Understandium via pretendium.
As a reader or listener of any story we undergo what is called a willing suspension of disbelief as an attempt to understand the narration, trust the narrator, and interpret why the story is being told toward some underlying idea.
This suspension temporarily undermines suspicion. We are encouraged to have an open mind, but can we honestly do that then resurrect our senses at the end of the drama?
To enjoy any theme demands this—to let fiction entertain for a time is to insight the intent of the author to glean whatever underlying meaning for ourselves that can be siphoned off for future use or self improvement, or to simply be entertained.
This suspension of disbelief is a key point of christianity—the actors and storytellers now expect you to live in this state as a virtuous arrival at something, which is nothing at all.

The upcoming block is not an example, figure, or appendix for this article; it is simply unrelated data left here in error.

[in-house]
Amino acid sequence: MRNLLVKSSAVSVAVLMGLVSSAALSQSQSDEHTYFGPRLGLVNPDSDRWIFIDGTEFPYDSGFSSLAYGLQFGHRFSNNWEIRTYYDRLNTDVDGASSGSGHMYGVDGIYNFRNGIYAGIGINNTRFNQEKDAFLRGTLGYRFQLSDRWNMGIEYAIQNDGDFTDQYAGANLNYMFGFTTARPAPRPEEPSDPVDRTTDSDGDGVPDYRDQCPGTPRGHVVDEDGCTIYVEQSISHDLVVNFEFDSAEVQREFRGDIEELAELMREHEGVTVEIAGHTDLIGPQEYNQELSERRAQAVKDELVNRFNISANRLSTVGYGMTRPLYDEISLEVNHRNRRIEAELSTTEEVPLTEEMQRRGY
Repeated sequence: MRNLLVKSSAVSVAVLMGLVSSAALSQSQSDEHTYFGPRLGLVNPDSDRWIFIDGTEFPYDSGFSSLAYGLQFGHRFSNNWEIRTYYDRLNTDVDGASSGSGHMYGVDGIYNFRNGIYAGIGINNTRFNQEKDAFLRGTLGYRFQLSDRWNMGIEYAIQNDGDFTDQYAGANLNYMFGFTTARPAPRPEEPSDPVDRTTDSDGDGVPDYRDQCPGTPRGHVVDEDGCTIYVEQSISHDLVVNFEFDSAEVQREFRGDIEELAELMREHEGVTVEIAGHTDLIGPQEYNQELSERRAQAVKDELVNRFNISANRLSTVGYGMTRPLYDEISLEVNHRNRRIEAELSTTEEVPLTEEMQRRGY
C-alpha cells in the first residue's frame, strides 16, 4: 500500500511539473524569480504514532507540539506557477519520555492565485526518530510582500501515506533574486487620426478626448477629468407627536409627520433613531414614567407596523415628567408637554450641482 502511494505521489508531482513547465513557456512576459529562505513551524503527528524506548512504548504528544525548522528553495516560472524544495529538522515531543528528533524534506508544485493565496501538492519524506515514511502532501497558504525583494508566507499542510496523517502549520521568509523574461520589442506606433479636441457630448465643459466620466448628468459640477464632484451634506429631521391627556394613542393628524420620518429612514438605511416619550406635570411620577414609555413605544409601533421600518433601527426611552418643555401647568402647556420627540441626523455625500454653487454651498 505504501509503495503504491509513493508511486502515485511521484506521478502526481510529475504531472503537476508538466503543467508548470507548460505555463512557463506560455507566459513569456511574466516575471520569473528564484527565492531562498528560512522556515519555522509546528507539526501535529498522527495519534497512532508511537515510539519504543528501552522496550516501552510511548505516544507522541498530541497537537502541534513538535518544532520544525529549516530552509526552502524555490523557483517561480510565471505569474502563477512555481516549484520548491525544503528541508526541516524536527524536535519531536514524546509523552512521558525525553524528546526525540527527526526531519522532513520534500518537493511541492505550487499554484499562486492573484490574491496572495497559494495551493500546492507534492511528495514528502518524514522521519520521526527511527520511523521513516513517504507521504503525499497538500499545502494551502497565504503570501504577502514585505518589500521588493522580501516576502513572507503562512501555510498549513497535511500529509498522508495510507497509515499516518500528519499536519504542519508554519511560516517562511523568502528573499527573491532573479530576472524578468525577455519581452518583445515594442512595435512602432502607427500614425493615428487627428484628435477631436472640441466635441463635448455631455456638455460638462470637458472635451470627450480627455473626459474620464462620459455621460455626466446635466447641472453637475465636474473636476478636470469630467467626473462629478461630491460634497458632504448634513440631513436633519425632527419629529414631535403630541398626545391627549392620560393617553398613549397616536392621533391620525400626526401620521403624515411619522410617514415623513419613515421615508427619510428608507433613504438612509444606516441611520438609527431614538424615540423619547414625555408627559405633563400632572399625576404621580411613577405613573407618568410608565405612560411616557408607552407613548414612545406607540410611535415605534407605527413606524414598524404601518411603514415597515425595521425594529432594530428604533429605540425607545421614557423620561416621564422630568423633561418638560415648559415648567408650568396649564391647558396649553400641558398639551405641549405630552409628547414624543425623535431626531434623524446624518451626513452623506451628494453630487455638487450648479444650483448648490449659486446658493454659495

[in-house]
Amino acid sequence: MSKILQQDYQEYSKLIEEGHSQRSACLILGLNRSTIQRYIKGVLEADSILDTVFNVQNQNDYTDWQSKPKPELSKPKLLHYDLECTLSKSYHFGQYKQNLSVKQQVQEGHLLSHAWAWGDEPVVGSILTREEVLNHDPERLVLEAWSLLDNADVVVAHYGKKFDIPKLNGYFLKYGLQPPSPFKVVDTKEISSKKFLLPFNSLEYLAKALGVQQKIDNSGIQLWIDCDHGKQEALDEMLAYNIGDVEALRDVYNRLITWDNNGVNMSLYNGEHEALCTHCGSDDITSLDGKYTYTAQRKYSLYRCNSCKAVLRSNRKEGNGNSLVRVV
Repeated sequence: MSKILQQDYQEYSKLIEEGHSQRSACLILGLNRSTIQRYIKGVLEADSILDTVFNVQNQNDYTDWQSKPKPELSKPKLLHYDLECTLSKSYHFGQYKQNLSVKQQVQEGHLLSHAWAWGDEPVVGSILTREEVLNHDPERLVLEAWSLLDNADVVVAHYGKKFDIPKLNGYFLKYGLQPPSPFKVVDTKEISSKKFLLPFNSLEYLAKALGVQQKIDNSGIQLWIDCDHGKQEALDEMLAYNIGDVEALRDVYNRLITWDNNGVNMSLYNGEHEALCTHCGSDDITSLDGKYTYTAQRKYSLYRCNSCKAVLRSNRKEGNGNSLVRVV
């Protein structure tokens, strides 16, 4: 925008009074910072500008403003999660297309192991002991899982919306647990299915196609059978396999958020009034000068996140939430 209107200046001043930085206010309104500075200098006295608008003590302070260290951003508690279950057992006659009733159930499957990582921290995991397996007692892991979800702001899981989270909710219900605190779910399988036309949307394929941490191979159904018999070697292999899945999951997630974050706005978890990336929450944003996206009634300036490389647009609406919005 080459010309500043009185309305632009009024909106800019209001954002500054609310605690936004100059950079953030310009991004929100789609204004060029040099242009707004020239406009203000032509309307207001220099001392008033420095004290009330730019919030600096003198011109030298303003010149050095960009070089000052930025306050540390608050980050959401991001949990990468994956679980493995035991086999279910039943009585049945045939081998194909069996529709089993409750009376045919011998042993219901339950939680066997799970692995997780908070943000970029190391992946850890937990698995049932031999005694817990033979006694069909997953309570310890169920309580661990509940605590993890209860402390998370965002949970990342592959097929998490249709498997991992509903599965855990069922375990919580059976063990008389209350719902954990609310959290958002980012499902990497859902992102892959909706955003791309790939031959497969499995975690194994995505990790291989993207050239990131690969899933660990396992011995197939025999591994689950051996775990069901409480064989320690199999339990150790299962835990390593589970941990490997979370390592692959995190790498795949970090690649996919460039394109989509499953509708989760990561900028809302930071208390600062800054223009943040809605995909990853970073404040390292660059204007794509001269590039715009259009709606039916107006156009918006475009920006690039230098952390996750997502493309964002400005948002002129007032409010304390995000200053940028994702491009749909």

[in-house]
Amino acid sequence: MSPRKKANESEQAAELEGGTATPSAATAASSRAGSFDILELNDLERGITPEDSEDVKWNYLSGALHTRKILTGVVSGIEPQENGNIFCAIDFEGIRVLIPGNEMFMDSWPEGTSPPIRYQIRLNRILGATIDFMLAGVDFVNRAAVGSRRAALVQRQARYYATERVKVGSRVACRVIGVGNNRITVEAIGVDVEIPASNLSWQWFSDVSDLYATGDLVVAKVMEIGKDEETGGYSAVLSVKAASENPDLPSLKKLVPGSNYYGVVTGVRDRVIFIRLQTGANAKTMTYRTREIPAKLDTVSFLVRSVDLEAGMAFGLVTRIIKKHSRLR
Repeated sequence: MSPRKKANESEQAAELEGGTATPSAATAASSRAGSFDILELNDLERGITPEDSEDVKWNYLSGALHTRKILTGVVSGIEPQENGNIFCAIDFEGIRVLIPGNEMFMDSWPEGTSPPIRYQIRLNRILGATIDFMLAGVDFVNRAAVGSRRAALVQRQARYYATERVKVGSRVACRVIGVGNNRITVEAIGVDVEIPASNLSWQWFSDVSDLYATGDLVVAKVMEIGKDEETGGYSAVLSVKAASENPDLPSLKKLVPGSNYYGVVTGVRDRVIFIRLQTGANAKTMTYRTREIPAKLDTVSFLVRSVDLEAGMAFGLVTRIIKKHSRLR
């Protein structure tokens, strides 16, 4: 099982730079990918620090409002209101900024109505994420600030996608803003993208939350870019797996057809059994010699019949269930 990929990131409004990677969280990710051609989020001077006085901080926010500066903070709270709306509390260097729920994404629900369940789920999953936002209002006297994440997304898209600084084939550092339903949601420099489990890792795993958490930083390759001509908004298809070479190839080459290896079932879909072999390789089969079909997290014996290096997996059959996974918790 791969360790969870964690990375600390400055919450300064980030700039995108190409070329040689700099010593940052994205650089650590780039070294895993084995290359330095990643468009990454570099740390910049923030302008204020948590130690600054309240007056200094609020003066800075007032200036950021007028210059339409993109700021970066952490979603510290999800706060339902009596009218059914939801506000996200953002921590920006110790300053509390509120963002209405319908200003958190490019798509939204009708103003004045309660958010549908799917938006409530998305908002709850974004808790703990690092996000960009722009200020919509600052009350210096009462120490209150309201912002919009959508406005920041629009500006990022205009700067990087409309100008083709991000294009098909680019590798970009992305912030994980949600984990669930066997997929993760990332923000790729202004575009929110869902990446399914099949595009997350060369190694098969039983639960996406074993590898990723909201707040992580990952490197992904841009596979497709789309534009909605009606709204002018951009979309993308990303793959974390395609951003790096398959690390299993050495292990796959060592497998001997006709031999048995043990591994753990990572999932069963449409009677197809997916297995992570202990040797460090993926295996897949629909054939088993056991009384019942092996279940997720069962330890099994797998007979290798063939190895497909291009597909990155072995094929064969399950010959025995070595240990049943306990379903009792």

In real life the story was rejected because it didn’t happen that way, but stories are as plentiful as those who believe them—and grow accordingly to the need that human foibles project into real life what lacks substance by any other view.
If there is any value in the Christ narrative it is this—to temporarily suspend doubt to repose some allegorical meaning or entertain some wishful daydream to escape the doldrums and insecurities of life and death. To demand it’s permanence is to stick humanity right where it is today—stuck in the past arguing a point that gave hope to despair, in which each is a symptom of the other.
Permanently suspending disbelief is impossible, for everyone is already an atheist. Trusting your doubt is as natural as temporarily suspending it to enjoy the show, but it isn’t meant as a permanent state of living—it doesn’t lead anywhere.
Flip the photo.